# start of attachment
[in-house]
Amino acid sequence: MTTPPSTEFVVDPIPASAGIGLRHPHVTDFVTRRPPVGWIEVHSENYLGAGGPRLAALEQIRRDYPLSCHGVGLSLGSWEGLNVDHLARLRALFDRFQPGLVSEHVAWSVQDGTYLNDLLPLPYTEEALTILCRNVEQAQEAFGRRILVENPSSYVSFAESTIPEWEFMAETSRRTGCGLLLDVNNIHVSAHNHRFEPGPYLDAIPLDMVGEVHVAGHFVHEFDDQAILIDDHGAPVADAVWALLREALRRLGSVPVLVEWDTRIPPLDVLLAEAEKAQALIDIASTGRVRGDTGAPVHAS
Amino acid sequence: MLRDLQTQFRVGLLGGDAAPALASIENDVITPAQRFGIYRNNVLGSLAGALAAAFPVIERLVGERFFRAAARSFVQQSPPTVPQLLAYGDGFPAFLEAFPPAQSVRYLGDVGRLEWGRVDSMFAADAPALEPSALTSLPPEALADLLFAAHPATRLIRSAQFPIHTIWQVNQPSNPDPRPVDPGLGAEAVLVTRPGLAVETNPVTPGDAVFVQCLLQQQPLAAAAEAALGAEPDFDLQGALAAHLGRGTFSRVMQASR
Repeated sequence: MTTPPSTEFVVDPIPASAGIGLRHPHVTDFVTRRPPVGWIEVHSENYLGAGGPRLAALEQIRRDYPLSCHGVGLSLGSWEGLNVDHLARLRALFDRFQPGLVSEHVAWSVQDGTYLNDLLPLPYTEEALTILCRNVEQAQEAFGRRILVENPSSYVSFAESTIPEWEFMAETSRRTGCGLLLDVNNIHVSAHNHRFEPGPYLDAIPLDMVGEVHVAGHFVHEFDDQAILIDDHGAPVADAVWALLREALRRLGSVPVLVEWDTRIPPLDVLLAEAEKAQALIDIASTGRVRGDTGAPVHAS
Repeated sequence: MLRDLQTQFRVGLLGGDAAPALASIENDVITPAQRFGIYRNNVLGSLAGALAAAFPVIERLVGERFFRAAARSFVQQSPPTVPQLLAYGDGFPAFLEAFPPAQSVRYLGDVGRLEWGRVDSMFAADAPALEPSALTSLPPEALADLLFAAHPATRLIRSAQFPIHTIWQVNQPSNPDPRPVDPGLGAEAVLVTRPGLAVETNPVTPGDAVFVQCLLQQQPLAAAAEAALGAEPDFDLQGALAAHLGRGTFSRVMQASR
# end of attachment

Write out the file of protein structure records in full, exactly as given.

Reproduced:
[in-house]
Amino acid sequence: MTTPPSTEFVVDPIPASAGIGLRHPHVTDFVTRRPPVGWIEVHSENYLGAGGPRLAALEQIRRDYPLSCHGVGLSLGSWEGLNVDHLARLRALFDRFQPGLVSEHVAWSVQDGTYLNDLLPLPYTEEALTILCRNVEQAQEAFGRRILVENPSSYVSFAESTIPEWEFMAETSRRTGCGLLLDVNNIHVSAHNHRFEPGPYLDAIPLDMVGEVHVAGHFVHEFDDQAILIDDHGAPVADAVWALLREALRRLGSVPVLVEWDTRIPPLDVLLAEAEKAQALIDIASTGRVRGDTGAPVHAS
Amino acid sequence: MLRDLQTQFRVGLLGGDAAPALASIENDVITPAQRFGIYRNNVLGSLAGALAAAFPVIERLVGERFFRAAARSFVQQSPPTVPQLLAYGDGFPAFLEAFPPAQSVRYLGDVGRLEWGRVDSMFAADAPALEPSALTSLPPEALADLLFAAHPATRLIRSAQFPIHTIWQVNQPSNPDPRPVDPGLGAEAVLVTRPGLAVETNPVTPGDAVFVQCLLQQQPLAAAAEAALGAEPDFDLQGALAAHLGRGTFSRVMQASR
Repeated sequence: MTTPPSTEFVVDPIPASAGIGLRHPHVTDFVTRRPPVGWIEVHSENYLGAGGPRLAALEQIRRDYPLSCHGVGLSLGSWEGLNVDHLARLRALFDRFQPGLVSEHVAWSVQDGTYLNDLLPLPYTEEALTILCRNVEQAQEAFGRRILVENPSSYVSFAESTIPEWEFMAETSRRTGCGLLLDVNNIHVSAHNHRFEPGPYLDAIPLDMVGEVHVAGHFVHEFDDQAILIDDHGAPVADAVWALLREALRRLGSVPVLVEWDTRIPPLDVLLAEAEKAQALIDIASTGRVRGDTGAPVHAS
Repeated sequence: MLRDLQTQFRVGLLGGDAAPALASIENDVITPAQRFGIYRNNVLGSLAGALAAAFPVIERLVGERFFRAAARSFVQQSPPTVPQLLAYGDGFPAFLEAFPPAQSVRYLGDVGRLEWGRVDSMFAADAPALEPSALTSLPPEALADLLFAAHPATRLIRSAQFPIHTIWQVNQPSNPDPRPVDPGLGAEAVLVTRPGLAVETNPVTPGDAVFVQCLLQQQPLAAAAEAALGAEPDFDLQGALAAHLGRGTFSRVMQASR